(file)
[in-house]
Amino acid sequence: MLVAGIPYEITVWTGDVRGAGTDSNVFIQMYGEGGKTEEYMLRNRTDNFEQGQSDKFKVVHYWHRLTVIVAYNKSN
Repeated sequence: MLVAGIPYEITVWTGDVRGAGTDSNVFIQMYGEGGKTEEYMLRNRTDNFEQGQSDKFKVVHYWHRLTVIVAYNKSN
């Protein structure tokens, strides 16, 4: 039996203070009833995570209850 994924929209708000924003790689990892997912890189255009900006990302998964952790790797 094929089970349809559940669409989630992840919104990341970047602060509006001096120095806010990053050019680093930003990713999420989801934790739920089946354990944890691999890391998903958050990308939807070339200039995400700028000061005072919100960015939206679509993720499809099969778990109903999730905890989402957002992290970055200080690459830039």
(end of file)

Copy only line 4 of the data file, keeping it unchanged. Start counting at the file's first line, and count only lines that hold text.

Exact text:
């Protein structure tokens, strides 16, 4: 039996203070009833995570209850 994924929209708000924003790689990892997912890189255009900006990302998964952790790797 094929089970349809559940669409989630992840919104990341970047602060509006001096120095806010990053050019680093930003990713999420989801934790739920089946354990944890691999890391998903958050990308939807070339200039995400700028000061005072919100960015939206679509993720499809099969778990109903999730905890989402957002992290970055200080690459830039």